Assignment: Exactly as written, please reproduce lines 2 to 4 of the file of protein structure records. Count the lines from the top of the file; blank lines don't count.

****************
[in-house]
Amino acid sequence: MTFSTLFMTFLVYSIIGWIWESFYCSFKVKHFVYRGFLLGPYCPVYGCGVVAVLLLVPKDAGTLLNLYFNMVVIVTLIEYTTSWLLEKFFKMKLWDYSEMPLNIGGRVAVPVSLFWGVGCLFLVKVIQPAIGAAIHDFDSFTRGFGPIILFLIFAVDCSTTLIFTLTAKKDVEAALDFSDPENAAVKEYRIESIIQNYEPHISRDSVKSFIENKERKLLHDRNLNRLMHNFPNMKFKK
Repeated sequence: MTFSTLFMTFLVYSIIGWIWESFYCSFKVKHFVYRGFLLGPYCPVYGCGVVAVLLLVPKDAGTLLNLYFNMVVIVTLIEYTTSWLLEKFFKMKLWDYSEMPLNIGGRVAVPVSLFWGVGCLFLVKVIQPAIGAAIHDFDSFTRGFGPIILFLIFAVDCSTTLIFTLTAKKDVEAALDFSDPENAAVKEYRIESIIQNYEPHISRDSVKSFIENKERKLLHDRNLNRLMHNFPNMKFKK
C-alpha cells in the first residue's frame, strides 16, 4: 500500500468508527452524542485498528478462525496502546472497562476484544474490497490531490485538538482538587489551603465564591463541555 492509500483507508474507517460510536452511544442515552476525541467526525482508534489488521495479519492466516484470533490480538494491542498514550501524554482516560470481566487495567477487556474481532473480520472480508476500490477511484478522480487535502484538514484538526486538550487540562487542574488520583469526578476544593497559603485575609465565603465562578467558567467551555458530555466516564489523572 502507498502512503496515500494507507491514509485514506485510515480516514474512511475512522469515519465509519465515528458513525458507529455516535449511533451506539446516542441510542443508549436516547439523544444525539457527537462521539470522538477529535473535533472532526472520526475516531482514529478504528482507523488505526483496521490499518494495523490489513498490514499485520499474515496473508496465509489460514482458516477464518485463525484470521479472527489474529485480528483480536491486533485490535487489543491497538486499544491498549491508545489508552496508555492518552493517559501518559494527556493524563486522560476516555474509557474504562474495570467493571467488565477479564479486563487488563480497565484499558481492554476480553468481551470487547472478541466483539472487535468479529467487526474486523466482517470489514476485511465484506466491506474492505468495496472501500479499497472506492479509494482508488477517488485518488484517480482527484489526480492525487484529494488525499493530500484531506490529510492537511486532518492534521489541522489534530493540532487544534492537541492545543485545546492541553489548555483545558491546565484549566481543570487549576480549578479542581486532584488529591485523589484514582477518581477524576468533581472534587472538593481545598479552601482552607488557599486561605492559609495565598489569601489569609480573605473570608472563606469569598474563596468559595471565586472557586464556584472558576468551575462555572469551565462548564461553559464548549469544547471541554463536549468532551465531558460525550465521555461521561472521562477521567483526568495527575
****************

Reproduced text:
Amino acid sequence: MTFSTLFMTFLVYSIIGWIWESFYCSFKVKHFVYRGFLLGPYCPVYGCGVVAVLLLVPKDAGTLLNLYFNMVVIVTLIEYTTSWLLEKFFKMKLWDYSEMPLNIGGRVAVPVSLFWGVGCLFLVKVIQPAIGAAIHDFDSFTRGFGPIILFLIFAVDCSTTLIFTLTAKKDVEAALDFSDPENAAVKEYRIESIIQNYEPHISRDSVKSFIENKERKLLHDRNLNRLMHNFPNMKFKK
Repeated sequence: MTFSTLFMTFLVYSIIGWIWESFYCSFKVKHFVYRGFLLGPYCPVYGCGVVAVLLLVPKDAGTLLNLYFNMVVIVTLIEYTTSWLLEKFFKMKLWDYSEMPLNIGGRVAVPVSLFWGVGCLFLVKVIQPAIGAAIHDFDSFTRGFGPIILFLIFAVDCSTTLIFTLTAKKDVEAALDFSDPENAAVKEYRIESIIQNYEPHISRDSVKSFIENKERKLLHDRNLNRLMHNFPNMKFKK
C-alpha cells in the first residue's frame, strides 16, 4: 500500500468508527452524542485498528478462525496502546472497562476484544474490497490531490485538538482538587489551603465564591463541555 492509500483507508474507517460510536452511544442515552476525541467526525482508534489488521495479519492466516484470533490480538494491542498514550501524554482516560470481566487495567477487556474481532473480520472480508476500490477511484478522480487535502484538514484538526486538550487540562487542574488520583469526578476544593497559603485575609465565603465562578467558567467551555458530555466516564489523572 502507498502512503496515500494507507491514509485514506485510515480516514474512511475512522469515519465509519465515528458513525458507529455516535449511533451506539446516542441510542443508549436516547439523544444525539457527537462521539470522538477529535473535533472532526472520526475516531482514529478504528482507523488505526483496521490499518494495523490489513498490514499485520499474515496473508496465509489460514482458516477464518485463525484470521479472527489474529485480528483480536491486533485490535487489543491497538486499544491498549491508545489508552496508555492518552493517559501518559494527556493524563486522560476516555474509557474504562474495570467493571467488565477479564479486563487488563480497565484499558481492554476480553468481551470487547472478541466483539472487535468479529467487526474486523466482517470489514476485511465484506466491506474492505468495496472501500479499497472506492479509494482508488477517488485518488484517480482527484489526480492525487484529494488525499493530500484531506490529510492537511486532518492534521489541522489534530493540532487544534492537541492545543485545546492541553489548555483545558491546565484549566481543570487549576480549578479542581486532584488529591485523589484514582477518581477524576468533581472534587472538593481545598479552601482552607488557599486561605492559609495565598489569601489569609480573605473570608472563606469569598474563596468559595471565586472557586464556584472558576468551575462555572469551565462548564461553559464548549469544547471541554463536549468532551465531558460525550465521555461521561472521562477521567483526568495527575